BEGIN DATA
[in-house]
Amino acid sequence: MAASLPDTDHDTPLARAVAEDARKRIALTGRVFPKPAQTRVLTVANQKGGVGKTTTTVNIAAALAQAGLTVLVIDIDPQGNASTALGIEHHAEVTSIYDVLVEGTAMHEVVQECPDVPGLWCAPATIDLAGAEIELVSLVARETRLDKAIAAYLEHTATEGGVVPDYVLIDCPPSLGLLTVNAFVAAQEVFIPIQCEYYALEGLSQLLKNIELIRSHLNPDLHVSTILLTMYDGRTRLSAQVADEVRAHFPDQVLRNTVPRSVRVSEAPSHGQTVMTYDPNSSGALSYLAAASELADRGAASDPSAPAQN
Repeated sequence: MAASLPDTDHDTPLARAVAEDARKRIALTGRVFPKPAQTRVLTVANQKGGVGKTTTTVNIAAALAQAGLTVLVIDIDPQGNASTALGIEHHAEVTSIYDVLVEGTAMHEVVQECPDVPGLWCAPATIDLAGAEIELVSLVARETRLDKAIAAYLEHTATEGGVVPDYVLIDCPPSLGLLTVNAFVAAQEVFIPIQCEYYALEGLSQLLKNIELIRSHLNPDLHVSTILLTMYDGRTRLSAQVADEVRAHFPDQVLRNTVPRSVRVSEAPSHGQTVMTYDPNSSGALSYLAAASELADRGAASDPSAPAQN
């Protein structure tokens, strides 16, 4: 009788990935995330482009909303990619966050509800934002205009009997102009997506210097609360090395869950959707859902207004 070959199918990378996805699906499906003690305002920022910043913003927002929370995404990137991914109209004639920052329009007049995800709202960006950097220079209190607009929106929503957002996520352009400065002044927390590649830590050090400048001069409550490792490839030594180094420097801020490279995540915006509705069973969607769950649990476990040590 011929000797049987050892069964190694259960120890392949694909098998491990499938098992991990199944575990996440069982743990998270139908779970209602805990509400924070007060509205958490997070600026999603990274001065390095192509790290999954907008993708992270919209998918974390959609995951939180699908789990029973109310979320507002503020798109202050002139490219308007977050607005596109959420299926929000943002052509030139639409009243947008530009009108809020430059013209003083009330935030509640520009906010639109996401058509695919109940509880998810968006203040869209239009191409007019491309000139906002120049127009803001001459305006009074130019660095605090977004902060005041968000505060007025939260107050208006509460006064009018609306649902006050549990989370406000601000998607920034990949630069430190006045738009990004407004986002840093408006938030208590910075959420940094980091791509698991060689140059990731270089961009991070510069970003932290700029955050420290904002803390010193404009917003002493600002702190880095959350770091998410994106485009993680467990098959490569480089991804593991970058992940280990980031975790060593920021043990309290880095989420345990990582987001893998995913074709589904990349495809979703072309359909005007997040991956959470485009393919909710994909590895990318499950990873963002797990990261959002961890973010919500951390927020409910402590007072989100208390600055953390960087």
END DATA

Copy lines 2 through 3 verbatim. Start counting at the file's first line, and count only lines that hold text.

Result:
Amino acid sequence: MAASLPDTDHDTPLARAVAEDARKRIALTGRVFPKPAQTRVLTVANQKGGVGKTTTTVNIAAALAQAGLTVLVIDIDPQGNASTALGIEHHAEVTSIYDVLVEGTAMHEVVQECPDVPGLWCAPATIDLAGAEIELVSLVARETRLDKAIAAYLEHTATEGGVVPDYVLIDCPPSLGLLTVNAFVAAQEVFIPIQCEYYALEGLSQLLKNIELIRSHLNPDLHVSTILLTMYDGRTRLSAQVADEVRAHFPDQVLRNTVPRSVRVSEAPSHGQTVMTYDPNSSGALSYLAAASELADRGAASDPSAPAQN
Repeated sequence: MAASLPDTDHDTPLARAVAEDARKRIALTGRVFPKPAQTRVLTVANQKGGVGKTTTTVNIAAALAQAGLTVLVIDIDPQGNASTALGIEHHAEVTSIYDVLVEGTAMHEVVQECPDVPGLWCAPATIDLAGAEIELVSLVARETRLDKAIAAYLEHTATEGGVVPDYVLIDCPPSLGLLTVNAFVAAQEVFIPIQCEYYALEGLSQLLKNIELIRSHLNPDLHVSTILLTMYDGRTRLSAQVADEVRAHFPDQVLRNTVPRSVRVSEAPSHGQTVMTYDPNSSGALSYLAAASELADRGAASDPSAPAQN